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Human Rights-Based Approach

Photo: © OHCHR/Robert Few

Universal Values
Principle One: Human Rights-Based Approach

Human Rights has been central pillar of the United Nation’s work from its inception in 1945 with the adoption of the Charter of the United Nations. We can proudly celebrate having given birth to a normative era in which the international community, inspired by the Universal Declaration of Human Rights, has produced an outstanding corpus of international norms and standards for a life of dignity and well-being for all. You can read more about these achievements here.

The human rights-based approach (HRBA) is a conceptual framework for the process of human development that is normatively based on international human rights standards and operationally directed to promoting and protecting human rights.  It seeks to analyse inequalities which lie at the heart of development problems and redress discriminatory practices and unjust distributions of power that impede development progress and often result in groups of people being left behind.

Under the HRBA, the plans, policies and processes of development are anchored in a system of rights and corresponding obligations established by international law, including all civil, cultural, economic, political and social rights, and the right to development. HRBA requires human rights principles (universality, indivisibility, equality and non-discrimination, participation, accountability) to guide United Nations development cooperation, and focus on developing the capacities of both ‘duty-bearers’ to meet their obligations, and ‘rights-holders’ to claim their rights.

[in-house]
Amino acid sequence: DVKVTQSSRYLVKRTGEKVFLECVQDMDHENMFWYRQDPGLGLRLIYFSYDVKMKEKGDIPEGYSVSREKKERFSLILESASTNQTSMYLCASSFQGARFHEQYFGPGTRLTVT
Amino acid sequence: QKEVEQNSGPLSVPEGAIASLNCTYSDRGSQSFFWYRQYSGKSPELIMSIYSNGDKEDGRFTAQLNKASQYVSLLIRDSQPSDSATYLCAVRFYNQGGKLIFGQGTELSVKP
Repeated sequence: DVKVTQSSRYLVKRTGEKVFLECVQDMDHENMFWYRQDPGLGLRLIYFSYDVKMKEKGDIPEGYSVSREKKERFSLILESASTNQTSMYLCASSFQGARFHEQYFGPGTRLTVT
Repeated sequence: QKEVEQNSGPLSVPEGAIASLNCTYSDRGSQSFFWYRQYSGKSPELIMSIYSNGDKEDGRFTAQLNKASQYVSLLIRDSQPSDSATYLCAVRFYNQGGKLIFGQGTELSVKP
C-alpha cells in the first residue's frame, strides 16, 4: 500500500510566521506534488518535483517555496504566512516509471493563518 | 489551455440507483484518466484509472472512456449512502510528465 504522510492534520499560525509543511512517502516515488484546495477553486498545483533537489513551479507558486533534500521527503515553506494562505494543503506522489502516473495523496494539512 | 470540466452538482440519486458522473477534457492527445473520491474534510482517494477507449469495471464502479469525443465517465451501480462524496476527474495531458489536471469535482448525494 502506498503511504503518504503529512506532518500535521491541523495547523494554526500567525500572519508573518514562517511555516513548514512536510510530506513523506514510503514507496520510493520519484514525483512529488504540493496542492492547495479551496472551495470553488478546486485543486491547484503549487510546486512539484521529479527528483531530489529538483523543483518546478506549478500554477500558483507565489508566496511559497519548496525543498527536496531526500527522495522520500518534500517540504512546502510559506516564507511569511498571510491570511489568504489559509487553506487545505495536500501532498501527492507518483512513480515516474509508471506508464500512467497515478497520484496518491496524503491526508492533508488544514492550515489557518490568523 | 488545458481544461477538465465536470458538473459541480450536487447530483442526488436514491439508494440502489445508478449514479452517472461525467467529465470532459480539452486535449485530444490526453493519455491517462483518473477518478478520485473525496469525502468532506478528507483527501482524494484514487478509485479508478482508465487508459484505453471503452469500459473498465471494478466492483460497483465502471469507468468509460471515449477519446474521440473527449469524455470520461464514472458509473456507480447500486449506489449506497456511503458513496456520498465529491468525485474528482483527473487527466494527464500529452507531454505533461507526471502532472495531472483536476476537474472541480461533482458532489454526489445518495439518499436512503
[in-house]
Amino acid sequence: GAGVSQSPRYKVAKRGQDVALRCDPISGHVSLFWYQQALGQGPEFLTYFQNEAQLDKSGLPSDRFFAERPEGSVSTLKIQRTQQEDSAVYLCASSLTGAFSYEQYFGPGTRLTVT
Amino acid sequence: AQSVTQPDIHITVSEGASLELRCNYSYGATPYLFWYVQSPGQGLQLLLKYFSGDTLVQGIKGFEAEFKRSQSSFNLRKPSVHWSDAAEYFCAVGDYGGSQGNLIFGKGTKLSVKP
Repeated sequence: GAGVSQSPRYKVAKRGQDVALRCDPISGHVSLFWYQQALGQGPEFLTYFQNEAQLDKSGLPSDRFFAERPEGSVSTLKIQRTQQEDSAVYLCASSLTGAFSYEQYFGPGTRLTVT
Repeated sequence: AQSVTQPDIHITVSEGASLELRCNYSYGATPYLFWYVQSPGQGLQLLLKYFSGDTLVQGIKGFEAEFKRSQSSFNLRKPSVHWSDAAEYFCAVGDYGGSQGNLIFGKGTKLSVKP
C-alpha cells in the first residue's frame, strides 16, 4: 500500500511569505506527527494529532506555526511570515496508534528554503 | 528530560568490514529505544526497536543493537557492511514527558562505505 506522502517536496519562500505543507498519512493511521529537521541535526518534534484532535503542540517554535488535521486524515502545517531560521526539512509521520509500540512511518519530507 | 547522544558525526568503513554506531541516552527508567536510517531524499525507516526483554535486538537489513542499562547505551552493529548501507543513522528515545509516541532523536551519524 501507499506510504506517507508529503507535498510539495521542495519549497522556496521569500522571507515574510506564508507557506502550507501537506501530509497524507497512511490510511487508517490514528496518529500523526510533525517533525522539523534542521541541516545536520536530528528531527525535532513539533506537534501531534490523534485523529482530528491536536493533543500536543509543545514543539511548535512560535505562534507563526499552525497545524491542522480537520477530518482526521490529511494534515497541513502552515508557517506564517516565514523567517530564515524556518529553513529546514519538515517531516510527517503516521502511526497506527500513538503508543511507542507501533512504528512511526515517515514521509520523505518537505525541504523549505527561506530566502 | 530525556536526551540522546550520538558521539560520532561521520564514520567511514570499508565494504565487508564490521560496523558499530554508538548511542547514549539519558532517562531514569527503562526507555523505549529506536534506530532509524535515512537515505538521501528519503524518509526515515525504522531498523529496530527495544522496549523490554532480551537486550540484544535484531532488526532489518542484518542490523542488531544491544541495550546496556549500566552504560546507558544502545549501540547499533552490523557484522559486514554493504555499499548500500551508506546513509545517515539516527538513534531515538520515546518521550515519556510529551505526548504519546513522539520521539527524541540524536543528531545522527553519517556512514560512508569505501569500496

While there’s no universal recipe for a human rights-based approach, United Nations agencies have nonetheless agreed a number of essential attributes in the 2003 Common Understanding on HRBA to Development Cooperation, which indicates that:

  • All programmes of development co-operation, policies and technical assistance should further the realisation of human rights as laid down in the Universal Declaration of Human Rights and other international human rights instruments.
  • Human rights standards contained in, and principles derived from, the Universal Declaration of Human Rights and other international human rights instruments guide all development cooperation and programming in all sectors and in all phases of the programming process.
  • Development cooperation contributes to the development of the capacities of ‘duty-bearers’ to meet their obligations and/or of ‘rights-holders’ to claim their rights.

The Universal Human Rights Index is a tool designed to facilitate access to human rights recommendations issued by the United Nations’ human rights mechanisms, including the nine treaty bodies established under the international human rights treaties,  the special procedures and the Universal Periodic Review (UPR) of the Human Rights Council. The UNSDG has produced guidance on strengthening strategic engagement with the human rights machinery.

HRBA is one of the six Guiding Principles of the United Nations Sustainable Development Cooperation Framework. The Companion Piece on the Guiding Principles provides guidance to United Nations country teams on application of the HRBA in the context of the Cooperation Framework, and other UNSDG operational and training materials on the HRBA can be found under Resources.